A file backup solution is best realized nowadays in the form of network-attached storage devices, or NAS, and a good example of this is Buffalo’s 1-terabyte offering, LinkStation Pro Duo, whose storage space is configurable to RAID Level 0 and RAID Level 1. Side-by-side with its rivals, though, the Pro Duo is at a disadvantage without media-streaming as part of its functionalities. There isn’t a lot to write home about it in terms of performance as well, but what takes the cake is the device’s knack for dropping out of a network without any good reason at all.
The Pro Duo weighs in at a heavy 6.8 pounds, with a plain, businesslike appearance that hardly warrants a second look. A small reflective silver panel features prominently out in front, with a couple of LED indicators evident while the gadget is activated. Going around the user will a USB input nestled among a bunch of buttons in the back. Presumably other external drives can be connected via USB port to Pro Duo. Using the device as a print server is not possible, though.
The gadget contains a pair of 7,200rpm, 500GB hard drives made by Samsung, which can be operated in either of the abovementioned RAID configurations. Using RAID Level 1 will have both drives saving data redundantly, as a form of file backup. Thankfully, setting up Pro Duo is an exercise in ease. A CD is bundled with the product to guide users through a simple wizard for installing the NAS Navigator software, which is tasked with configuring the drives and tweaking their settings. Another software included, Memeo AutoBackup, will let the device monitor file modifications and enables auto-backups of any changes in the NAS drive. Users who tend to neglect making backups of their content will appreciate this automated feature in the device.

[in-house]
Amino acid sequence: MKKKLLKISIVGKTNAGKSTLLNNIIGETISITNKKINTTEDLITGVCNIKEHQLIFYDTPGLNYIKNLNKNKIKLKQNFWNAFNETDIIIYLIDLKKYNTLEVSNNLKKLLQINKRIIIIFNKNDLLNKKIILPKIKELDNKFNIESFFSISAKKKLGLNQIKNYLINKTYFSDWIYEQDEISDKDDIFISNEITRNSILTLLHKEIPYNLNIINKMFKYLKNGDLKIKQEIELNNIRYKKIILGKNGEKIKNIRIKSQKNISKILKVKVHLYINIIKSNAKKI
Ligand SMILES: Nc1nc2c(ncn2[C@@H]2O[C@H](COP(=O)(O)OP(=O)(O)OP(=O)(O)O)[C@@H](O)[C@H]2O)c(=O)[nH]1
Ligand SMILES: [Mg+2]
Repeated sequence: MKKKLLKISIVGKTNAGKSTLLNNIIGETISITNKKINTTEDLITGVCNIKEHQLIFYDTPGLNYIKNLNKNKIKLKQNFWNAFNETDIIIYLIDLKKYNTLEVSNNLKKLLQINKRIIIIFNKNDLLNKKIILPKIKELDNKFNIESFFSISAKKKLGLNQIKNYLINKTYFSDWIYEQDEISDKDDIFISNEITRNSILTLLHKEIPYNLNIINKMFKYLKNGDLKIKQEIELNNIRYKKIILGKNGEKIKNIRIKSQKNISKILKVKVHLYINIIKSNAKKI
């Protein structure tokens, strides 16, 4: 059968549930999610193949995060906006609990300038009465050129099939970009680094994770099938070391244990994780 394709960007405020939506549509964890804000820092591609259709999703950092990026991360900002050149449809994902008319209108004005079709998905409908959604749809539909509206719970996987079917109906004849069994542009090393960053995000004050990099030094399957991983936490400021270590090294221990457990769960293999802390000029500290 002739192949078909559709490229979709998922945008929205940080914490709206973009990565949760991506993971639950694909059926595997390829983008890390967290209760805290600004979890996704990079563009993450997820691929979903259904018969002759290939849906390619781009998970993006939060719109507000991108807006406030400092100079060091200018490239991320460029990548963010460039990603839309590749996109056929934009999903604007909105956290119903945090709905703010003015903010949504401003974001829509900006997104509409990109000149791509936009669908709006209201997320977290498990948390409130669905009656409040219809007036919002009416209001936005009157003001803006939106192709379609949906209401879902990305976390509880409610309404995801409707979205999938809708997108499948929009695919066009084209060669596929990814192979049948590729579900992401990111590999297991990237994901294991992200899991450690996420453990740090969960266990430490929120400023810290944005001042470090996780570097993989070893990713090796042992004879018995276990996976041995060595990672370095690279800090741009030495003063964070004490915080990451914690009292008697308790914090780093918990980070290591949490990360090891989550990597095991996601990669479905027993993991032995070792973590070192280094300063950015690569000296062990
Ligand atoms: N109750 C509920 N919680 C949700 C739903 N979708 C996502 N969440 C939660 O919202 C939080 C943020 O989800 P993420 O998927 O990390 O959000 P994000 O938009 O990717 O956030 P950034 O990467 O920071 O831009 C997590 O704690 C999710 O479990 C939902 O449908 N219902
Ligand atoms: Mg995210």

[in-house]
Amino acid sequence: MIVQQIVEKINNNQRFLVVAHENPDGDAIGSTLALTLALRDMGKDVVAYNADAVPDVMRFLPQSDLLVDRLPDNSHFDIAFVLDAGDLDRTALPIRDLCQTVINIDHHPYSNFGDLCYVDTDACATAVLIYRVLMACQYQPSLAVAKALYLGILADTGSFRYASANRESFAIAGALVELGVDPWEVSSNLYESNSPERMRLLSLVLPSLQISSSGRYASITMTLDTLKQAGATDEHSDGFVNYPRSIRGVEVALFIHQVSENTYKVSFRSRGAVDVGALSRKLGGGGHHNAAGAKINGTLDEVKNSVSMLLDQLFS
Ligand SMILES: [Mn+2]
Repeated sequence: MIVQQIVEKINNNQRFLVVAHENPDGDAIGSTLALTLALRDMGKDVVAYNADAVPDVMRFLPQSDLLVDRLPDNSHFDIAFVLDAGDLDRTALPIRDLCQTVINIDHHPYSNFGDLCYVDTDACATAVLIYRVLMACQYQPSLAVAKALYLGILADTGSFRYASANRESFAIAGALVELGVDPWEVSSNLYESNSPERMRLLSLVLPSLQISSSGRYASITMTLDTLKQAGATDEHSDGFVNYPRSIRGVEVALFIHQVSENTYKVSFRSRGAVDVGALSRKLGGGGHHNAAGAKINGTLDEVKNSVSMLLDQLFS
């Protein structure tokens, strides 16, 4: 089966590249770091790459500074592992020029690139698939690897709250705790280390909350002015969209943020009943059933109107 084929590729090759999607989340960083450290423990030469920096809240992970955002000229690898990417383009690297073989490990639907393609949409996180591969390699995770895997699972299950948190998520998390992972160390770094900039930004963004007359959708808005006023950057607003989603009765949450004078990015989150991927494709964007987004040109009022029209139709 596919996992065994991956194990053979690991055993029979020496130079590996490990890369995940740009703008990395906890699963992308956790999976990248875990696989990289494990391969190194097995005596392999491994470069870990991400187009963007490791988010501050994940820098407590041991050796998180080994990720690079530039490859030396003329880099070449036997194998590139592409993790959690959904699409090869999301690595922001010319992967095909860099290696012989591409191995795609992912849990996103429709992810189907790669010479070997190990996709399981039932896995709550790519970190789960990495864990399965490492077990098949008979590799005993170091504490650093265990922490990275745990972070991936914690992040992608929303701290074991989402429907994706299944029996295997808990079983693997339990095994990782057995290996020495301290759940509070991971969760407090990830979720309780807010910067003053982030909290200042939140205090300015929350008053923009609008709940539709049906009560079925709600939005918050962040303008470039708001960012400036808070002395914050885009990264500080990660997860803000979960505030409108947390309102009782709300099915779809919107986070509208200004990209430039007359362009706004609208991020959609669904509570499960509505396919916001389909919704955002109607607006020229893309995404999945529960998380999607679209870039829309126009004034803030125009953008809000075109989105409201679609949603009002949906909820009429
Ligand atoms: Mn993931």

One nifty aspect to using LinkStation Pro Duo is the ability it gives users to remotely access the files that are contained in the drive. The same files can be accessed online by first toggling the power button to Manual mode and logging on to Buffalo’s website. The unit needs to be in Manual so that it will continue running even when the host computer is not, thus enabling access by a user with a Buffalo account to peruse its files, a function that needs to be preset using NAS Navigator.
Tests showed that the unit’s performance to be some kind of a disappointment. 10GB worth of media files in different formats took more than twenty-five minutes to write to the NAS drive, and almost twenty-three and a half to read. These are rather slow by NAS device standards. The biggie, though, is that Pro Duo would sometimes drop out of the network for no apparent reason. One such instance would require the drive to be rebooted for it to get back on the network. This dubious trait of the device is a big question mark that has the potential to ruin preset backup schedules.